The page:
Town vote to purchase Multi-Use Marina Site, but Trojan Ferry appears

On June 12th the people of Bar Harbor voted to purchase the Ferry Terminal Property 1380-213, thus preventing the spot from going on the open market, and into the hands of a large scale developer. As stated correctly in this BDN/MP article, this vote was a resounding vote for a multi-use public Marina.

However, immediately,  Bay Ferries of Nova Scotia told the Canadian press that this was a vote in favor of placing the International Ferry at the spot; “Bar Harbor vote could mean new terminal for Yarmouth Ferry”:

Four days later, CBC published this more in-depth article reflecting other perspectives; “Bar Harbor residents might not want the Yarmouth Ferry after all”:

Below is the text of the letter Bay Ferries sent to Bar Harbor on June 19th, 2018. The Town Consultants mentioned below are Bermello and Ajamil, the preeminent cruise ship terminal designers in the world (per their own website), 


Dear Mr. Knight:
RE: Ferry Terminal Property

This follows on the June 12, 2018, vote by the citizens of the Town in favour of acquiring the ferry terminal property.

As we have outlined in our discussions with the Town’s consultants, we are excited about the prospects of returning ferry service to Bar Harbor if that is the Town’s wish. In the present circumstance, we believe that return of the ferry service can provide a stable and significant source of revenue to the Town from the ferry Terminal property during the Town’s initial ownership of the property and while the Town is settling its long-term plans for the use of the property.

This is to advise of our intention to provide to the Town in the next several weeks a proposal for leasing a portion of the property for an initial five year period. Our usage of the property would be for a limited footprint over a period extending from late May until early October of each year. The lease would be fully backed by the Province of Nova Scotia, with appropriate funding for capital improvements of the property and necessary marine-side installations to enable ferry service. All arrangements would ultimately be subject to review by and agreement with USCBP.

Although we are cognizant that the Town’s planning process is ongoing, it is important that we provide this proposal to you as early as possible to enable a strong chance of achieving time lines that would enable return of ferry service as early as 2019.

As we have indicated throughout to your consultants, we are proposing a limited footprint, low impact ferry operation which we feel can be exceedingly beneficial to the Town, and provide an important bridge to your long-term plans. It is obvious our hope that the ferry service becomes part of the Town’s long-term plan in a manner which complements the Town’s long term aspirations for the property.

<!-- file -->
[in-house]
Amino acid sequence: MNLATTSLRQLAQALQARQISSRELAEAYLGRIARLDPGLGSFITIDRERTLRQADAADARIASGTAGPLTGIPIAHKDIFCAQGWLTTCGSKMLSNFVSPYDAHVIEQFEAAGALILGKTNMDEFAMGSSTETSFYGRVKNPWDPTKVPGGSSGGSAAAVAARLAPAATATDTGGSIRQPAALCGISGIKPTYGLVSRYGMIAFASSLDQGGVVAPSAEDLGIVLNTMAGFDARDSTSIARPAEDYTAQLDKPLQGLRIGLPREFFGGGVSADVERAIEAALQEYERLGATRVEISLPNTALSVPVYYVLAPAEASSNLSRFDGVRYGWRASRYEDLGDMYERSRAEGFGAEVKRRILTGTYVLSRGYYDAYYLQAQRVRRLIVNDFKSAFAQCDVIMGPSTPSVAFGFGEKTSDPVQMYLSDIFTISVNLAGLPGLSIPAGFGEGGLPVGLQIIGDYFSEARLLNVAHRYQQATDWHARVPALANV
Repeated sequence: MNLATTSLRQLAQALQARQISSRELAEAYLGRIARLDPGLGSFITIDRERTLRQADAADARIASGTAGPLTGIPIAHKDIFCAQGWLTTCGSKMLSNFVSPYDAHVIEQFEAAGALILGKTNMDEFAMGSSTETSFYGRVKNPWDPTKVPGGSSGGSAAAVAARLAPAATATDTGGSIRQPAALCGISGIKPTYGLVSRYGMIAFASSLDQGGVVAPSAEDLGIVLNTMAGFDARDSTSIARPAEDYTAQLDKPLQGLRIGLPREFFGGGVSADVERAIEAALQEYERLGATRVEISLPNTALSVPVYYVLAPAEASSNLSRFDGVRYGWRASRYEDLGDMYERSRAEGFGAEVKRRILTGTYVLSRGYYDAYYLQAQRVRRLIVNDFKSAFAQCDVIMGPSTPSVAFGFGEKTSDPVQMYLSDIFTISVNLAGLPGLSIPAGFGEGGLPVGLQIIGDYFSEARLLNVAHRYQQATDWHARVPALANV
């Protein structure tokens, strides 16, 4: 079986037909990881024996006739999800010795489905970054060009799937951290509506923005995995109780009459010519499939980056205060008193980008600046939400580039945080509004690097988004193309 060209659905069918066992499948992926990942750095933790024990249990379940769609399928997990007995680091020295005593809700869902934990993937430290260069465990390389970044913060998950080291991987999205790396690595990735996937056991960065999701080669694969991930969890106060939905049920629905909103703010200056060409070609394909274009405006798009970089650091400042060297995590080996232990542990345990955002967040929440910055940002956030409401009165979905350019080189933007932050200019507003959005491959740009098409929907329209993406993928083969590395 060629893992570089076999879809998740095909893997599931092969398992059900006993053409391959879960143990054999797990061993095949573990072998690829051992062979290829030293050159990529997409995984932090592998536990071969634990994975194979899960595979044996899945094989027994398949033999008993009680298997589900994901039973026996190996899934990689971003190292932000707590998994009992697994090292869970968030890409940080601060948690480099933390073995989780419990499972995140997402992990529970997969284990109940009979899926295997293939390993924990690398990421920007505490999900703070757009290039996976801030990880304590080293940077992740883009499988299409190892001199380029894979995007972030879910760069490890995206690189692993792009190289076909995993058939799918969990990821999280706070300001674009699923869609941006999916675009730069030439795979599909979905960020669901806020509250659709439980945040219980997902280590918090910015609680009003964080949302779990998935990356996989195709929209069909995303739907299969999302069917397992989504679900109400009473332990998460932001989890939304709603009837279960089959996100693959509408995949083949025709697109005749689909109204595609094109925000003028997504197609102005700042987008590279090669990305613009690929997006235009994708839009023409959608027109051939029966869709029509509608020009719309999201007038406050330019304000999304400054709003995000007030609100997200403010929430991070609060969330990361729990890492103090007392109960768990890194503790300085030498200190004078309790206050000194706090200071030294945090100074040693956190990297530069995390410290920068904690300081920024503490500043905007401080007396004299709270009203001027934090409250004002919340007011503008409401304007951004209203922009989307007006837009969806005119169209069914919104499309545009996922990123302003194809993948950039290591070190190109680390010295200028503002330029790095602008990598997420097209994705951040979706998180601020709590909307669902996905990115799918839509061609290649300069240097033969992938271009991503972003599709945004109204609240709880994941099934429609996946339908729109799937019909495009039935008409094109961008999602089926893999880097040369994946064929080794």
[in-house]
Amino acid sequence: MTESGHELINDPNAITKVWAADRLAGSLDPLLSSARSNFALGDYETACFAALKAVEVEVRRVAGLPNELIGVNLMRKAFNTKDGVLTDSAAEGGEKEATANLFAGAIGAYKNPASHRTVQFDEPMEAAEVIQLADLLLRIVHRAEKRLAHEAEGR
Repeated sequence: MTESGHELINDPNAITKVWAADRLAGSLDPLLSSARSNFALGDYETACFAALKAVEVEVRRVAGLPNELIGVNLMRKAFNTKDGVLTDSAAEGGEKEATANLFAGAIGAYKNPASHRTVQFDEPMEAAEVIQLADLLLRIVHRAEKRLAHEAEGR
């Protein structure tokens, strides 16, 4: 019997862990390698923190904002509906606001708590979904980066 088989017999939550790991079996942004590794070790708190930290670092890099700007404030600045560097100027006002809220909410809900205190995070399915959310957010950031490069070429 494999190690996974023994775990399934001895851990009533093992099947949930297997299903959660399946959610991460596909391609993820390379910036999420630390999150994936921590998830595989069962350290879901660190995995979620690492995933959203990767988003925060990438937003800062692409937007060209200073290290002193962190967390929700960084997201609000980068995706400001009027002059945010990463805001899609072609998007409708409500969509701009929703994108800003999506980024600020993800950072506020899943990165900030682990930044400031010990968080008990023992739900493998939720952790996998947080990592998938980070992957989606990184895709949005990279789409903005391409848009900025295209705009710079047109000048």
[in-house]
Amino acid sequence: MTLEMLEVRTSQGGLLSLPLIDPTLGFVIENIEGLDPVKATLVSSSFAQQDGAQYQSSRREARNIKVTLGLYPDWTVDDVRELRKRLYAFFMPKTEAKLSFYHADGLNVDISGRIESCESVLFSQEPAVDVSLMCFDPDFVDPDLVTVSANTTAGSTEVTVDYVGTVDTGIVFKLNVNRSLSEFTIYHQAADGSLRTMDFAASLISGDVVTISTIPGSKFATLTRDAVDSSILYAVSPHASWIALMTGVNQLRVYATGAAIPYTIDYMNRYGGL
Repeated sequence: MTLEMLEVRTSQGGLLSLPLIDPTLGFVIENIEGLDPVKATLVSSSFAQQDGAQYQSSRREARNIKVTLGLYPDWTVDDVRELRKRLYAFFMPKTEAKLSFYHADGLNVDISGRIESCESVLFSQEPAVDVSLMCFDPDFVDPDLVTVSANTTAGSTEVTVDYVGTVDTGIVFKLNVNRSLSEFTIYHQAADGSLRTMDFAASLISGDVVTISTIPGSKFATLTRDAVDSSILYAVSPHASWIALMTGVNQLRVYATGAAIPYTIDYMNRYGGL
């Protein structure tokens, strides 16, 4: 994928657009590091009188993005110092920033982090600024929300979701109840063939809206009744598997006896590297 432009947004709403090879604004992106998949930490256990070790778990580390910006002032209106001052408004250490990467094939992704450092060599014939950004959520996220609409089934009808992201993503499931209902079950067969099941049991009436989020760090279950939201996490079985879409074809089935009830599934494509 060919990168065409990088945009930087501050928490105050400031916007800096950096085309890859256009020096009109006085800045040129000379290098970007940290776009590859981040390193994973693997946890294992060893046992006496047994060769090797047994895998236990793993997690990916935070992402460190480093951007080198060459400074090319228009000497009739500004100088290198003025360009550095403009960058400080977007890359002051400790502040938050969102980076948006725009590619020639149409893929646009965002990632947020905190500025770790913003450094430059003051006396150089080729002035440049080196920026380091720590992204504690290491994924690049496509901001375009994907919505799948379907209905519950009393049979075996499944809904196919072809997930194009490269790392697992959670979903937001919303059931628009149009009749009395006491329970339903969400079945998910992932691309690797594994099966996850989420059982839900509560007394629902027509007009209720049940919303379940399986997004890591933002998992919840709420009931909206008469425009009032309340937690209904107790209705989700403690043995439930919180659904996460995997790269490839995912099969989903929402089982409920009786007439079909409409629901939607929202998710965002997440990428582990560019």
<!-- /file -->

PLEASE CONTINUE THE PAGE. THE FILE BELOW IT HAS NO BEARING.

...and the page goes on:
Thank you very much for your consideration and we extend our best wishes to the Town on its decision to acquire this historic property.

Yours truly,
Mark MacDonald Chairman and Chief Executive Officer Bay Ferries Limited

Suite A201, 5855 Spring Garden Road
Halifax NS Canada B3H452
Tel 902 423 7885

Bay Ferries is private company heavily subsidized by the Canadian Government. This is from June 14, 2018,, an investigative journal:

“Nova Scotia is boosting this year’s subsidy for the privately run ferry linking Yarmouth and Portland, Maine,” reports the Canadian Press:

Transportation Minister Lloyd Hines says Bay Ferries Limited will get another $1.5 million, for a total of $10.9 million.

He blames projected fuel-cost hikes for the CAT high speed ferry, which consumes high volumes of fuel.

Another $4.3 million was spent prior to the current season for an engine overhaul.

Below is link to a 2017 article regarding the 7 million dollar security upgrades needed in Portland, Maine for Bay Ferries to continue their Portland service. 2 million was given for temporary upgrades by the Canadian Government for 2018 service.

Dispute between feds and Portland could kill The Cat ferry service

Below is an excellent article from May 2018 outlining the current issues and the history of Bay Ferries and Bar Harbor. When the subsidy was pulled in 2004 by a change in Provincial government, Bay Ferries ceased operation to Bar Harbor.

Huge red flags are raised by this plan;

1.Who foots the bill for the huge infrastructure costs for the international ferry terminal, which will be well above the 3.5 million promised by the Bay Ferries? Even Portland Maine has refused to foot the bill.

2.How can a multi- us public marina coexist on this relatively small parcel of land with the international ferry which requires a security zone?

3. We see this as a perfect plan, on someones part, to bring back Port Authority legislation, which if implemented, paves the way for the cruise ship industry to build a cruise ship berthing pier there eventually.

4.If Canadian subsidy is removed again, the deep pockets of the cruise industry enters to save the day and then build what they have been trying to build for years.

5. What town government, if they really wanted a multi-use public marina, would start with building an International Ferry Terminal, while they were planning the public multi-use marina for the site? How stupid do they think we are?